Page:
TORONTO -- An Edmonton, Alberta, dealership group has filed to establish the first publicly traded group in Canada.
Seeking a listing on the Toronto Stock Exchange, Canada One Auto Group Ltd. plans to lead a trend toward larger dealership groups in that nation.
Canada One was founded by and is 75 percent owned by CEO Pat Priestner. He began selling cars at age 17 in Calgary, Alberta, in the 1970s; was the top Chrysler salesman in the province at 19; and became a partner in a Dodge dealership in his mid-20s.
Bob Clark, who was vice president of sales and service at DaimlerChrysler Canada, joined Canada One as president in 2004.
Starting with Crosstown Chrysler in Edmonton in 1994, Canada One grew slowly but picked up dramatically last year, adding four franchises for a total of 14.
Now it has filed a prospectus with financial regulators to sell units to the public under the name AutoCanada Income Fund.
AutoCanada plans to own and operate the dealerships after it goes public.
Although Chrysler group products account for 95 percent of Canada One's new-car sales, AutoCanada:
- Has signed a letter of intent to buy a Ford dealership.
- Has agreed with Hyundai and two unnamed manufacturers to open four new stores, three by the fall and the fourth by the summer of 2007.
- Is continuing talks with several other import and domestic brand dealers about buying their stores.
Canada One's revenues last year were $627.8 million Canadian or about $547.6 million U.S. at current exchange rates.
Canada One is betting that the consolidation that has occurred in the United States is heading across the border.
The average Canadian dealership is much smaller than its U.S. counterpart - 450 vehicles sold a year vs. 750, the prospectus says. Nearly 70 percent of Canadian dealers have just one store.
Unclear succession plans
Many automobile dealers are approaching retirement age without clear succession plans and are likely to seek opportunities to sell, the prospectus says.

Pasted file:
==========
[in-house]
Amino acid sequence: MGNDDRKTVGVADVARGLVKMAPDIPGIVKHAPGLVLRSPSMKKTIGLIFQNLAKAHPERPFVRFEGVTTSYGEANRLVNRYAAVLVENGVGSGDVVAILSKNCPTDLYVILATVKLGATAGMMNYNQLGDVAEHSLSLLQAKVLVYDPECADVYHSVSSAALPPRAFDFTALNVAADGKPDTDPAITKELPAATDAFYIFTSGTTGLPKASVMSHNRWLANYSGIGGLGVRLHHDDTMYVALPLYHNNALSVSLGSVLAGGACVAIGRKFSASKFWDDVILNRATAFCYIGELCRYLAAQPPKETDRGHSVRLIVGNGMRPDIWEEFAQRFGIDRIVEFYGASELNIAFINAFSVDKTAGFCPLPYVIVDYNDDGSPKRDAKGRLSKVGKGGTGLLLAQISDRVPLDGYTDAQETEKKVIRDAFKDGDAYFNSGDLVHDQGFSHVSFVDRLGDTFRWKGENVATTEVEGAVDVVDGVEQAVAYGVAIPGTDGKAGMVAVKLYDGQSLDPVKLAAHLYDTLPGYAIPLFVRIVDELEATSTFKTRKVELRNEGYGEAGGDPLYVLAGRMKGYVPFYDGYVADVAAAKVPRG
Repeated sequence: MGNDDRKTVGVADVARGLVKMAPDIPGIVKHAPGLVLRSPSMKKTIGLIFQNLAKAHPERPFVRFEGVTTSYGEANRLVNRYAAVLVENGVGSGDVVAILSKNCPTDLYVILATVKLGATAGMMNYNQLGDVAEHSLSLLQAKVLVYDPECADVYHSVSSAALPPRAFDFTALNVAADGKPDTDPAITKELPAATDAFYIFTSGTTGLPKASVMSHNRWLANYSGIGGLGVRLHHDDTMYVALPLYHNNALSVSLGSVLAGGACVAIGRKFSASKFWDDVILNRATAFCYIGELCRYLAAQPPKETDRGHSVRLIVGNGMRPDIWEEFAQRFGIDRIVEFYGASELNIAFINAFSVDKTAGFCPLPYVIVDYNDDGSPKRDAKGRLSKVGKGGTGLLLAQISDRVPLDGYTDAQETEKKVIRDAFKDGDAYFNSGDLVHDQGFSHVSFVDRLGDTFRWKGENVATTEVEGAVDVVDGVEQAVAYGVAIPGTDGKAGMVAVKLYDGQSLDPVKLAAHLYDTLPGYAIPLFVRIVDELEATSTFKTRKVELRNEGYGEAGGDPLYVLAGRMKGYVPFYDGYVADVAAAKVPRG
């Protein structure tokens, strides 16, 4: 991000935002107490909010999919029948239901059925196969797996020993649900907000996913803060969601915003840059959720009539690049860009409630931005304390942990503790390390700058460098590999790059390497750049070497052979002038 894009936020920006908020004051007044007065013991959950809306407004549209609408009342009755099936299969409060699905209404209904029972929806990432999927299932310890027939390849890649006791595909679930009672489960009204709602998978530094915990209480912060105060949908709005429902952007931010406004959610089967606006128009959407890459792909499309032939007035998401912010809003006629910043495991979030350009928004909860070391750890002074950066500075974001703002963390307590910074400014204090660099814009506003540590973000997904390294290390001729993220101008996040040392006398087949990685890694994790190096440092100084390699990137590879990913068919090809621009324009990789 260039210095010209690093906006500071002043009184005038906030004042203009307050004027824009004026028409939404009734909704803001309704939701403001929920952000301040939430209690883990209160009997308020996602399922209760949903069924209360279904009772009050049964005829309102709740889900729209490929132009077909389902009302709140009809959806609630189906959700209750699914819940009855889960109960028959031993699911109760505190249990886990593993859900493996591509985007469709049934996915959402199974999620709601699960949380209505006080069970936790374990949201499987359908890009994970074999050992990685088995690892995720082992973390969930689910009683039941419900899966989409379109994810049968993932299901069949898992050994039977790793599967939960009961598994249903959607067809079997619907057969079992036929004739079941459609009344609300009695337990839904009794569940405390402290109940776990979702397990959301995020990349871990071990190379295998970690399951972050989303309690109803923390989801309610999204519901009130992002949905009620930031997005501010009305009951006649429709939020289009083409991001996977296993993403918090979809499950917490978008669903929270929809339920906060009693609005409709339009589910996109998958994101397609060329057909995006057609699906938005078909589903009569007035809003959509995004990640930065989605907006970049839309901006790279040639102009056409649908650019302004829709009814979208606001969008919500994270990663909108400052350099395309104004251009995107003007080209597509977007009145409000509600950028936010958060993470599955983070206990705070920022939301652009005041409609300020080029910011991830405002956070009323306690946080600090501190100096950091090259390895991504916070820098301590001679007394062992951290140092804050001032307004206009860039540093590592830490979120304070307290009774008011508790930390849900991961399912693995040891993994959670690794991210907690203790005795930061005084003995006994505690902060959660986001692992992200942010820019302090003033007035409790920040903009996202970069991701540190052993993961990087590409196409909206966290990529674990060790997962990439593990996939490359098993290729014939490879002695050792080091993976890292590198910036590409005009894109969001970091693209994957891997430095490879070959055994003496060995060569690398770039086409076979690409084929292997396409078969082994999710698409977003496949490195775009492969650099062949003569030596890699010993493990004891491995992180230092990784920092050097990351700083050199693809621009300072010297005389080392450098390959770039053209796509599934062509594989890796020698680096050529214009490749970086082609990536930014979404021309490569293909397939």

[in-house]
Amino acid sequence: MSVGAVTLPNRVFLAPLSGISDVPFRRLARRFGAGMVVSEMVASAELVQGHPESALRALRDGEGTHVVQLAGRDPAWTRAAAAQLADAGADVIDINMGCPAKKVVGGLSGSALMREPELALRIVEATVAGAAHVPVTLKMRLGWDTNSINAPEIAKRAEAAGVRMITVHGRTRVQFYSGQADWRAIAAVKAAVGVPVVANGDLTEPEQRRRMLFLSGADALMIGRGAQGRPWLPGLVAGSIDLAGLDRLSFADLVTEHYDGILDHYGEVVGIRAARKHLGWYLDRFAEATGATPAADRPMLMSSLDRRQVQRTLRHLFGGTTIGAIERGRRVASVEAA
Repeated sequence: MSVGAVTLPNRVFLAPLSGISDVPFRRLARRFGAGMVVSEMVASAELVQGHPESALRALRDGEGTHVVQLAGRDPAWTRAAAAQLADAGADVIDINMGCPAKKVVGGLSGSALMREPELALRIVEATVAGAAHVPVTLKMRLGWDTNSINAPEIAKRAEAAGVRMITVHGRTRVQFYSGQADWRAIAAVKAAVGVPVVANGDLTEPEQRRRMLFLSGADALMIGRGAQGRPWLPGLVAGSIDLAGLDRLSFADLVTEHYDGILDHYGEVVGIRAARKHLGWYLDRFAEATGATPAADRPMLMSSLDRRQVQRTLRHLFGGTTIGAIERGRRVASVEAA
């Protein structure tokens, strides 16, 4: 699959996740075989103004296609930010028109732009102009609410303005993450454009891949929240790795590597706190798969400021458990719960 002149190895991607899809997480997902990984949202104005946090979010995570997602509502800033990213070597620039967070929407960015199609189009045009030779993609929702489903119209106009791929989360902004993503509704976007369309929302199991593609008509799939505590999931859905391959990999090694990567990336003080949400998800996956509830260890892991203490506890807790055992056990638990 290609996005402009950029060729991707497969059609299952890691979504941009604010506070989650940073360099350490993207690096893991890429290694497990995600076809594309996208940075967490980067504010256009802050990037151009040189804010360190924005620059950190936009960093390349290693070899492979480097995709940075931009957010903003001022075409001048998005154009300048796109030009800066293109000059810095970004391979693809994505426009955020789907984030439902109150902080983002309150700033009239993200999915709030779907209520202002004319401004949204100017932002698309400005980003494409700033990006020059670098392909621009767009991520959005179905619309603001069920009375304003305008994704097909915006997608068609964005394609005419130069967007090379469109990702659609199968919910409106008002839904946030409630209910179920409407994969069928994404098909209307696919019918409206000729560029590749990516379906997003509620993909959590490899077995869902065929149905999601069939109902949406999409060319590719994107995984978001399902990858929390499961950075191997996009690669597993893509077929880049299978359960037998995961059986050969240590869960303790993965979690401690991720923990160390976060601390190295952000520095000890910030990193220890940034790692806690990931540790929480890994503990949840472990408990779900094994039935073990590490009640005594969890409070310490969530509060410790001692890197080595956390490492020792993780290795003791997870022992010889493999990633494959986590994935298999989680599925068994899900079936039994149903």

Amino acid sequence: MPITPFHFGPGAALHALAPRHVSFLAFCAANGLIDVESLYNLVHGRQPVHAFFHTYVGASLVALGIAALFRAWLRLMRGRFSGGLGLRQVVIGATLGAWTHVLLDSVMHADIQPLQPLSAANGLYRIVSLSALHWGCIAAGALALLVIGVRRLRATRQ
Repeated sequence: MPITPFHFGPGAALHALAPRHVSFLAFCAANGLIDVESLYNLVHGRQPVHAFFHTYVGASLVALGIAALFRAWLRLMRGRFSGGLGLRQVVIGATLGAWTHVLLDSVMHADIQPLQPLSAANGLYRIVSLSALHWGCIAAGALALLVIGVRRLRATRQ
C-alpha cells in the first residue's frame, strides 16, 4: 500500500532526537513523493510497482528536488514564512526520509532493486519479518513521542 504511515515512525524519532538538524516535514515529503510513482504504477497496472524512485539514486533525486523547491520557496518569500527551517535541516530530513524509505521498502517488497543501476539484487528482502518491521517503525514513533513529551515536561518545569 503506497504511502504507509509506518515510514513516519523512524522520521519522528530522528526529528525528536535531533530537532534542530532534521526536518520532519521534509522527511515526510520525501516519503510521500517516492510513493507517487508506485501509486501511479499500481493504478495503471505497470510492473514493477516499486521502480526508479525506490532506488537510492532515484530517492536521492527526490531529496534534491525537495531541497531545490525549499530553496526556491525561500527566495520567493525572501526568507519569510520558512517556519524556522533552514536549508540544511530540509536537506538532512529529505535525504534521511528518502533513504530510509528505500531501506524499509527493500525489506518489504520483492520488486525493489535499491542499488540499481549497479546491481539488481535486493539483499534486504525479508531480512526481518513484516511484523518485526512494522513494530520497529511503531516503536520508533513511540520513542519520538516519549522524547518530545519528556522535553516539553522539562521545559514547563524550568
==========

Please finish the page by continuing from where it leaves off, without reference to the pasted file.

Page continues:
Canada One also has an internal reason for changing its business model. It's running out of room to grow as a Chrysler company because DaimlerChrysler Canada limits the amount of sales any one dealership group can control.
Canada One is limited to 5 percent of Chrysler group new-vehicle sales in Canada and is at 4.4 percent.
But Chrysler isn't worried by the dealership group's growth; DaimlerChrysler Finance is advancing a $43 million line of credit to pay for acquisitions, and AutoCanada plans to use its new ownership units to buy stores from dealers who want out.
The company is hoping to squeeze a lot more money out of its acquisitions, as it has done before.
"For the five acquisitions we completed in 2002 and 2003, we have increased total gross profits by approximately 82 percent from the year preceding the acquisition to our 2005 fiscal-year end," the prospectus says.
Canada One made a gross profit of $66.6 million U.S. in 2005, up from $42.7 million in 2003. It paid its shareholders more than $26 million over the past three years. Those payments will stop once it becomes a trust, which will boost the bottom line.
Canada One has filed to sell up to 80 percent of the company; the share sold will be revealed later.